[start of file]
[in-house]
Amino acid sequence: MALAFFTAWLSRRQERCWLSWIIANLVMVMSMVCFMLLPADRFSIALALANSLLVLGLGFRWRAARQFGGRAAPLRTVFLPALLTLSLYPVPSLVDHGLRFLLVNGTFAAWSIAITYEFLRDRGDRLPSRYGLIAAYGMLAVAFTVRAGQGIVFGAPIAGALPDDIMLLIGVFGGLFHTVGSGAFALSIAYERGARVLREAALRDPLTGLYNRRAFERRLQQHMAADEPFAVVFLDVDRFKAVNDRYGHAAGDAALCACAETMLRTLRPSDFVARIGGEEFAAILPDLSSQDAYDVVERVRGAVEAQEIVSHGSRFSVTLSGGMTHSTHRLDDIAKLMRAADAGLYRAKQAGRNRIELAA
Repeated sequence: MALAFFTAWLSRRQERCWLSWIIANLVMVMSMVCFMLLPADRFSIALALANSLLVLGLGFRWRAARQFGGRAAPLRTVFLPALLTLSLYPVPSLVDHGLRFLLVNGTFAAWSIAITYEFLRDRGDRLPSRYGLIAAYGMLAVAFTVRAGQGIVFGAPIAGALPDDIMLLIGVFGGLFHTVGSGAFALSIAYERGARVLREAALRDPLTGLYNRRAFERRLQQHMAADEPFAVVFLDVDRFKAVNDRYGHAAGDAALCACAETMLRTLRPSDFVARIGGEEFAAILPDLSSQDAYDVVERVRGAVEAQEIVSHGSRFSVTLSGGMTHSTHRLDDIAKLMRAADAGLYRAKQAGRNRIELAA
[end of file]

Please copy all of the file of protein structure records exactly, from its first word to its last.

[in-house]
Amino acid sequence: MALAFFTAWLSRRQERCWLSWIIANLVMVMSMVCFMLLPADRFSIALALANSLLVLGLGFRWRAARQFGGRAAPLRTVFLPALLTLSLYPVPSLVDHGLRFLLVNGTFAAWSIAITYEFLRDRGDRLPSRYGLIAAYGMLAVAFTVRAGQGIVFGAPIAGALPDDIMLLIGVFGGLFHTVGSGAFALSIAYERGARVLREAALRDPLTGLYNRRAFERRLQQHMAADEPFAVVFLDVDRFKAVNDRYGHAAGDAALCACAETMLRTLRPSDFVARIGGEEFAAILPDLSSQDAYDVVERVRGAVEAQEIVSHGSRFSVTLSGGMTHSTHRLDDIAKLMRAADAGLYRAKQAGRNRIELAA
Repeated sequence: MALAFFTAWLSRRQERCWLSWIIANLVMVMSMVCFMLLPADRFSIALALANSLLVLGLGFRWRAARQFGGRAAPLRTVFLPALLTLSLYPVPSLVDHGLRFLLVNGTFAAWSIAITYEFLRDRGDRLPSRYGLIAAYGMLAVAFTVRAGQGIVFGAPIAGALPDDIMLLIGVFGGLFHTVGSGAFALSIAYERGARVLREAALRDPLTGLYNRRAFERRLQQHMAADEPFAVVFLDVDRFKAVNDRYGHAAGDAALCACAETMLRTLRPSDFVARIGGEEFAAILPDLSSQDAYDVVERVRGAVEAQEIVSHGSRFSVTLSGGMTHSTHRLDDIAKLMRAADAGLYRAKQAGRNRIELAA